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NDI

The National Democratic Institute is a nonprofit, nonpartisan organization working to support and strengthen democratic institutions worldwide through citizen participation, openness and accountability in government.

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Showing courage and resolve in the face of deadly challenges, Pakistanis went to the polls May 11 to elect a new government that will be a critical step in the country’s return to democracy, the National Democratic Institute (NDI) and the Asian Network for Free Elections (ANFREL) said today.

“Millions of Pakistanis expressed their support for the democratic process by voting despite extremist attempts to disrupt the polls,” the groups said in a statement. Casting their ballots in the face of mounting violence “was a victory for democracy and the people of Pakistan. The stage has been set for the country’s first transfer of power from one democratically elected government to the next.”

NDI and ANFREL fielded an international election observation mission with 48 observers from 18 countries. They deployed to 12 locations in three of the country’s four provinces and Islamabad, visiting more than 250 polling locations. For areas where security concerns prevented direct observation – Balochistan and the Federally Administered Tribal Areas (FATA) – the mission was in frequent contact with candidates, parties and nongovernmental organizations in those regions to collect information.

Leading the mission were Kjell Magne Bondevik, former prime minister of Norway; former member of the U.S. House of Representatives Russ Carnahan, D-Mo.; Nora Owen, former minister of justice of Ireland; Amina Rasul-Bernardo, former cabinet minister of the Philippines; Shari Bryan, NDI vice president; and Peter Manikas, NDI regional director for Asia. Others in the delegation were former parliamentarians, election specialists, congressional staff, political party leaders, representatives of nongovernmental organizations and regional specialists.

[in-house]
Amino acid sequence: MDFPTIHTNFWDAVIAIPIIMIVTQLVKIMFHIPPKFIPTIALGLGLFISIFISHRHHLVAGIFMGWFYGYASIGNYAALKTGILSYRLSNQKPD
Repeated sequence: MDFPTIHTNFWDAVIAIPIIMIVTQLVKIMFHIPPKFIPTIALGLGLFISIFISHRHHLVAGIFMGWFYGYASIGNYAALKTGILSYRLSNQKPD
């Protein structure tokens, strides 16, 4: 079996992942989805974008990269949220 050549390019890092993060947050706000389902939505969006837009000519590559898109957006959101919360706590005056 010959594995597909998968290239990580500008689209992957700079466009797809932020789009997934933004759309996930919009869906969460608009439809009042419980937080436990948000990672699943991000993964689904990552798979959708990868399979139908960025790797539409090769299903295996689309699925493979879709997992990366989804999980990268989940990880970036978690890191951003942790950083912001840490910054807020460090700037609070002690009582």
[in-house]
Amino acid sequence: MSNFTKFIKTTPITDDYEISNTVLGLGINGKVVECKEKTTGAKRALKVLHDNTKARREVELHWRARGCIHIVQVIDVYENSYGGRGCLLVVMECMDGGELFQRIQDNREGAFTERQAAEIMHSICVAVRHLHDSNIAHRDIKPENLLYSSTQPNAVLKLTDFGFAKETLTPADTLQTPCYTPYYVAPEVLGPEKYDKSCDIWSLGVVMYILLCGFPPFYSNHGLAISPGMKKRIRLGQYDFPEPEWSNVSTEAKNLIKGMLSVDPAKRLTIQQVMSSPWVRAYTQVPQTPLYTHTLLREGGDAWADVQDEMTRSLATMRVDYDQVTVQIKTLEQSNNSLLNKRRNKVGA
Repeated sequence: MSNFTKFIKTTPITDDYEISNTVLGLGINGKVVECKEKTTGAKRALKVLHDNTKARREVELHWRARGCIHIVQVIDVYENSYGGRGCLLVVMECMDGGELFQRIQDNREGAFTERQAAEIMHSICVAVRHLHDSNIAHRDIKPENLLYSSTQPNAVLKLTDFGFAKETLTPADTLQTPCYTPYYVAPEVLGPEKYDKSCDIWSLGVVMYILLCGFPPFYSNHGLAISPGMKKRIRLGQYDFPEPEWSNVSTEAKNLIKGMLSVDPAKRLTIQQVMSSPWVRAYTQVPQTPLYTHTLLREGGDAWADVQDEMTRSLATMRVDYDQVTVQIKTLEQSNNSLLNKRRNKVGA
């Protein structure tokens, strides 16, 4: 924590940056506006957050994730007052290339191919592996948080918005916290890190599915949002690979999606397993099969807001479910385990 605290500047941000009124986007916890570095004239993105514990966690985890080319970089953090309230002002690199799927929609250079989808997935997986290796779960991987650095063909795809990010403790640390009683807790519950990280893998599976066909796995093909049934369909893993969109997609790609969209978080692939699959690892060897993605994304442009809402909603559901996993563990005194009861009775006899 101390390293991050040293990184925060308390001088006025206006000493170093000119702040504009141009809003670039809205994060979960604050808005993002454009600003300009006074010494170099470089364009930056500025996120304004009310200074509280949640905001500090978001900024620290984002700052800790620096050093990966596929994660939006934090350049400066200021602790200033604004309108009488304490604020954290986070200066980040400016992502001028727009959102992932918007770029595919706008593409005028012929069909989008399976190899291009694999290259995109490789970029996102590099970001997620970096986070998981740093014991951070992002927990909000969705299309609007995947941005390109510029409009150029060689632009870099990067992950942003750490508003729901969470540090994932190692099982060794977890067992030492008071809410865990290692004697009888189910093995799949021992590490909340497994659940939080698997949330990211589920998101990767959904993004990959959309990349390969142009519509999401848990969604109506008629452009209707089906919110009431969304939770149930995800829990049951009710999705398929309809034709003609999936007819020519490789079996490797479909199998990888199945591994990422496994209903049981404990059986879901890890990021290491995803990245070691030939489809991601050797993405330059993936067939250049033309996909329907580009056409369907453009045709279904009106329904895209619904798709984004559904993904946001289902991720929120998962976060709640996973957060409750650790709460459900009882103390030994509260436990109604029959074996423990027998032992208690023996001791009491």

Their report commented on the elections’ central paradox. “While there were many improvements in the electoral process,” the delegation said, “the May elections were perhaps the nation’s most violent,” resulting in an unlevel playing field for certain political parties in several areas of the country.

The delegation reported much enthusiasm among voters on election day, with many saying the polls would lead to a better future. But the observers also pointed out a number of administrative problems that could impact the integrity of future polls if left unchecked.

On the positive side, the delegation cited many improvements in the electoral process, such as: more parties and candidates competed than in the last polls in 2008; there were more than twice as many women running for general seats in the National Assembly, though their numbers remained very low; parties that boycotted the 2008 elections reentered the political process; parties cooperated as never before on the creation of an improved electoral system; the Election Commission of Pakistan (ECP) enjoyed a high level of public confidence and constructed the most complete and accurate voter list in the nation’s history; and print and electronic media reported extensively on the campaign and issues of concern to voters.

All of this came in the face of the mounting violence and threats of violence that sharply undermined the ability of candidates and political parties in certain areas of the country to freely engage with voters. “The violence and threats discouraged citizens from freely attending campaign events and more broadly participating in the elections as candidates, campaign staff, election administrators, observers, and simply as voters,” the delegation said.